Fresh warnings that businesses across sectors must step up their preparations for a no-deal exit from the European Union in the time they have ahead of the October 31 Brexit deadline have today come from the Institute of Directors (IOD)
IOD interim director general Edwin Morgan says that businesses must take real action, given that most of its members say in a new survey a no deal exit would harm their business, and that some Conservative leadership candidates, including the current frontrunner Boris Johnson, say the UK must leave the EU by October 31, deal or no deal.
The deadline presents a particular challenge for retailers, who will by then be well into preparations for Black Friday and peak pre-Christmas trading. Black Friday this year falls less than a month later, on Friday November 29, and, if patterns from previous years are a guide, many retailers may decide to start their discounting earlier. That implies there will be a need to store retail goods in the run-up – which may clash with repeated stockpiling ahead of the deadline.
Morgan said: “If businesses can’t have faith in politicians, that means they have to look out for themselves. With business costs rising in many quarters, and management time precious, it’s understandable that firms don’t want to put resources towards preparing for something we still hope won’t happen. But the risk of no deal is very real, and so we’d urge all businesses, if they haven’t done so already, to carefully consider their exposure and draw up mitigation plans now.”
He said that the beginning of voting in the Conservative leadership election showed a very real possibility of a no deal exit. But he said that no deal did not represent a clean break from the EU, since the UK would have to go into talks with the EU again. “Far from providing clarity,” said Morgan, “a WTO exit simply extends uncertainty about the future, so it is no surprise a clear majority of IoD members say no deal would harm their business.”
The IoD survey questioned 992 respondents between April 15 and May 5. It found that 23% had already activated contingency plans, that 18% had drawn them up but not activated them. The largest group (32%) said it had no intention of drawing up plans, and would only make changes once the new UK/EU relationship situation becomes clear. A quarter (25%) said they had no intention of drawing up such plans, since they did not expect to be affected by Brexit.
The study also asked whether businesses had changed their approach in the light of the extension to October 31. Some 12% said they would hold off on implementing contingency plans because of the extension, while half said they would continue with their current approach. Only 2% said they would speed up their contingency plans, and the same proportion said they would now start drawing them up. Just under a third (32%) said they would not be planning, while 2% didn’t know.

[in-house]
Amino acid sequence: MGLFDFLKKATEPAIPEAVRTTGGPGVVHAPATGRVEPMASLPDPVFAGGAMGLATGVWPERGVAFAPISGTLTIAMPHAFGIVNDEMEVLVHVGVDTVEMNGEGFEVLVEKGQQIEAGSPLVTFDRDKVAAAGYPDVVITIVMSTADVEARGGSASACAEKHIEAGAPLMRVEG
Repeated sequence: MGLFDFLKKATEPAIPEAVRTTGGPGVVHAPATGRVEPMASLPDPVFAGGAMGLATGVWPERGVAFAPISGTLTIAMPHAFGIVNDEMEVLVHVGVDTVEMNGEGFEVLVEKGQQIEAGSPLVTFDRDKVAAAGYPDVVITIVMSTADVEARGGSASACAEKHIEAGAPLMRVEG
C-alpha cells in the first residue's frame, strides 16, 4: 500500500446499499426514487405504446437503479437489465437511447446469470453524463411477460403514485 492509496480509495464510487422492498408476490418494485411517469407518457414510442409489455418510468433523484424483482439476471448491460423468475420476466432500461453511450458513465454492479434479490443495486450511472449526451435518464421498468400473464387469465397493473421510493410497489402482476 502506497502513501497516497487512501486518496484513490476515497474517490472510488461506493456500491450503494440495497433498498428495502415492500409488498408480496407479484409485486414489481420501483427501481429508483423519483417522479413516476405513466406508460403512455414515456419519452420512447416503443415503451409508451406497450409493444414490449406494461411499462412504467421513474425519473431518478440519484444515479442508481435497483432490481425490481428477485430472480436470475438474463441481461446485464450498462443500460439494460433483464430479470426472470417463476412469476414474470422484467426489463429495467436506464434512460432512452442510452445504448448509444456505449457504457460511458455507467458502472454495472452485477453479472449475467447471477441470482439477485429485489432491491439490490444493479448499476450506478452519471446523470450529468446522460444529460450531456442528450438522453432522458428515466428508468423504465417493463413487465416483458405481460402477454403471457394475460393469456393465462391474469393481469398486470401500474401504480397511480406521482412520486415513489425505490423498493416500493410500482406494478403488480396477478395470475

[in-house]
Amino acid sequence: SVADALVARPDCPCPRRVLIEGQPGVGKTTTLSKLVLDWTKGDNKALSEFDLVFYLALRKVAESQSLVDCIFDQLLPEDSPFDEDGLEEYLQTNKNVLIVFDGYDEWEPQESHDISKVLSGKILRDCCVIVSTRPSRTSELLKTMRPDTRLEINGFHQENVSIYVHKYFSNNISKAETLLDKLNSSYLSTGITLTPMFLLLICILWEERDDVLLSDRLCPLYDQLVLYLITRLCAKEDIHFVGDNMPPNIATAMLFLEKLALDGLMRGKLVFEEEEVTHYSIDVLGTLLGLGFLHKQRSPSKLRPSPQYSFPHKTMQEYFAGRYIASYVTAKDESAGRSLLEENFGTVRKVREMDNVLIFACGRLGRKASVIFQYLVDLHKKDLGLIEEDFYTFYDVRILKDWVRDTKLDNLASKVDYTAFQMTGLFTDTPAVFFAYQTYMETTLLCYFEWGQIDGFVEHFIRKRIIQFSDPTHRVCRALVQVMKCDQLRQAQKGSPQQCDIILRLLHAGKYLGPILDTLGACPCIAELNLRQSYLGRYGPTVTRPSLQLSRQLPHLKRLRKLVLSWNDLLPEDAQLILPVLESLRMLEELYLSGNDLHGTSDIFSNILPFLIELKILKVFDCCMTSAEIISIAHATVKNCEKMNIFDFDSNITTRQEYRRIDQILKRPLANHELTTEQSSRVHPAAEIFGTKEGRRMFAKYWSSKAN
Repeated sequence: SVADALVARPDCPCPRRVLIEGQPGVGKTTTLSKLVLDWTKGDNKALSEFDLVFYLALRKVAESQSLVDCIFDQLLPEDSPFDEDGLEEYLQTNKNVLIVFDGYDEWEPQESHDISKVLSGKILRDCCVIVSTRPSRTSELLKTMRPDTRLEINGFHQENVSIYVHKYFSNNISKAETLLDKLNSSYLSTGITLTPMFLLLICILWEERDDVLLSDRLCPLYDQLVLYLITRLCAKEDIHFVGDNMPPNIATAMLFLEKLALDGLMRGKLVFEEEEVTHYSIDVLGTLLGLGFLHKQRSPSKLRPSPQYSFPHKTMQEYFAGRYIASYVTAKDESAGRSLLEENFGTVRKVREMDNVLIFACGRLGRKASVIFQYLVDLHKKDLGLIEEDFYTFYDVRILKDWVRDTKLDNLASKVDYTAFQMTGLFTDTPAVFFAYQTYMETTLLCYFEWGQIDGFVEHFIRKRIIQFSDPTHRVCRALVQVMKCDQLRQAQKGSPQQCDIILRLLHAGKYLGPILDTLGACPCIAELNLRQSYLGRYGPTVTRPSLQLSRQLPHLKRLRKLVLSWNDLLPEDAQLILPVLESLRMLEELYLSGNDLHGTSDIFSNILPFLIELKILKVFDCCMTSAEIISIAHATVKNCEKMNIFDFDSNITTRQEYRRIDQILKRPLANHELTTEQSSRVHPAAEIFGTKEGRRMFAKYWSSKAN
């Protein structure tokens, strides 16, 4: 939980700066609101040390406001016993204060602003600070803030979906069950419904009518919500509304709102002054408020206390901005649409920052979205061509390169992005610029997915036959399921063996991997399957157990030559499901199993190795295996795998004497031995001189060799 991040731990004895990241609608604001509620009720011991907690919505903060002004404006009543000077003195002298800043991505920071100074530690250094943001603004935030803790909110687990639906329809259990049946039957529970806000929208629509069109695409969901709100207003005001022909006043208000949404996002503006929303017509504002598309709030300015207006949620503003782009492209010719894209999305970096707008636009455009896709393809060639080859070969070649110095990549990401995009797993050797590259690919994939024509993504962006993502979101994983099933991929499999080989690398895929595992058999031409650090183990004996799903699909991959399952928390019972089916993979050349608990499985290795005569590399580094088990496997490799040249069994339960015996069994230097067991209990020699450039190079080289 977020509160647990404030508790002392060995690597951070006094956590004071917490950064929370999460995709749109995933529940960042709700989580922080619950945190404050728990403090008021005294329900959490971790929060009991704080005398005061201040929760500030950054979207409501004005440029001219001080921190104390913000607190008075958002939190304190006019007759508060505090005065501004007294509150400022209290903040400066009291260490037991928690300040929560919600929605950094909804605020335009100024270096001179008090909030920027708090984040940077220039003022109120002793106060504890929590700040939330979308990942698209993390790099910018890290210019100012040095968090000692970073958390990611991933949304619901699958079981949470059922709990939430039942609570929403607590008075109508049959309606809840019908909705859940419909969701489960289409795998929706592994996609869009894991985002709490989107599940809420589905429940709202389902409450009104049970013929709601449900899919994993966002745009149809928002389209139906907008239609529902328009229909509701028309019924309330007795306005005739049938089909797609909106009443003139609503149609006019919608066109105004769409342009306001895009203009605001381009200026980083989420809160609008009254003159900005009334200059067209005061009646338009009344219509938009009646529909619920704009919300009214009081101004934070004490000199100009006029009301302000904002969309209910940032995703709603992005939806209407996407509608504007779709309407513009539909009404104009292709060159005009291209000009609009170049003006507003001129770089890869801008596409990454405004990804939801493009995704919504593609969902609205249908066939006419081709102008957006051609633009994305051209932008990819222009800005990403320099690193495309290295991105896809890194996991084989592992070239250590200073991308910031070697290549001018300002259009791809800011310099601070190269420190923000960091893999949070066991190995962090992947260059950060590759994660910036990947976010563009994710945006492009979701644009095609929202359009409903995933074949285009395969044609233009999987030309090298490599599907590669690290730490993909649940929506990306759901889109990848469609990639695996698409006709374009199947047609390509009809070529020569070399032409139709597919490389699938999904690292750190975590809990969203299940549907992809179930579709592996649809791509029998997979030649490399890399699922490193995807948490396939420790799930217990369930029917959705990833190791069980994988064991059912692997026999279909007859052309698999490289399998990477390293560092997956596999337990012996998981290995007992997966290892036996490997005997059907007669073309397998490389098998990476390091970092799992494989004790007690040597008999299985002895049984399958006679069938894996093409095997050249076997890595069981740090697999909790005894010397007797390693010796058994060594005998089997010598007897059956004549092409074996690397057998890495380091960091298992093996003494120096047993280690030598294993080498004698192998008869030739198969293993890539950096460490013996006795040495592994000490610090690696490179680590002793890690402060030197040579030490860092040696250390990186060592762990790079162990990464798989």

The IOD findings echo recent British Retail Consortium concerns. Helen Dickinson, BRC chief executive said last week: “The BRC has consistently made the case that a No Deal Brexit would see the prices of many everyday items rise. Our own research suggests that currency depreciation, additional documentation checks and requirements, tariffs on some goods, as well as delays at the border, would all contribute to higher prices and a reduced selection.
“The October 31 deadline is a particularly busy time for retailers. Not only are they stocking up for Black Friday and Christmas, but the proportion of food products imported from the EU is significantly higher than during the summer months. This would exacerbate the impact of a No Deal for both consumers and retailers.
“Businesses are spending hundreds of millions of pounds putting in place mitigations against a no deal Brexit – this represents time and resources that would be better spent improving customer experience and prices. Retailers cannot continue to spend this money indefinitely. MPs must find a compromise which can avoid a disastrous no-deal scenario.”
Joe Farrell, vice president of international operations at logistics business at www.pfscommerce.com/">PFS, agrees with the IOD that retailers must take action now.
“Figures from the IOD have revealed that despite a seven month delay, less than half of businesses have Brexit plans in place,” he said. “This news serves as a stark reminder that online retailers, who trade both in the UK and EU, need to act now in order to protect their customers from the implications a no-deal Brexit could have on cross-border trading and therefore the overall fulfilment experience.
“Whilst many retailers have considered splitting their inventories, basing fulfilment in both the UK and the mainland continent, time is running out. Pop-up fulfilment centres however, could serve as a short-term solution to this. These temporary distribution centres can be rapidly deployed to serve a particular region and can boost customer experiences with fast delivery times.
“Whilst the post-Brexit future still remains unclear, one thing is for certain – e-tailers must ensure they are agile enough to adapt. Preparation will be the key for online retailers navigating the stormy seas of Brexit and will be crucial to survival in today’s turbulent market place. Being able to respond to the challenges of Brexit will be essential in providing a seamless delivery experience that meets or exceeds customer expectations.”